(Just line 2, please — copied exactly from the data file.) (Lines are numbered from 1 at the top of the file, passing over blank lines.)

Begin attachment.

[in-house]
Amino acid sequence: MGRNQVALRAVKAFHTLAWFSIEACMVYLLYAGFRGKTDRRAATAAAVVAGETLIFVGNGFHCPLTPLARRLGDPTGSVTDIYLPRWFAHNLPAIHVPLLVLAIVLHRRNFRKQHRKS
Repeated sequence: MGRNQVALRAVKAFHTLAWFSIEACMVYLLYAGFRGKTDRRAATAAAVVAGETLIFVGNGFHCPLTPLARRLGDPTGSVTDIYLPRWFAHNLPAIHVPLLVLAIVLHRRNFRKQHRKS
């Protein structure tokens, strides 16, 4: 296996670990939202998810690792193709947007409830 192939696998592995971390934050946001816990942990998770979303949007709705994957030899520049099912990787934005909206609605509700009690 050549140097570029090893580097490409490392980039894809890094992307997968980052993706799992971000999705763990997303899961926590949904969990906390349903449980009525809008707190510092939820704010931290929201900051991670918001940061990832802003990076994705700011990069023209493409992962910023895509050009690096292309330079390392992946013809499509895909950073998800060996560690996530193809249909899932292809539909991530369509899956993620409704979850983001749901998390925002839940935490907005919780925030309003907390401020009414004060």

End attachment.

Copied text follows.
Amino acid sequence: MGRNQVALRAVKAFHTLAWFSIEACMVYLLYAGFRGKTDRRAATAAAVVAGETLIFVGNGFHCPLTPLARRLGDPTGSVTDIYLPRWFAHNLPAIHVPLLVLAIVLHRRNFRKQHRKS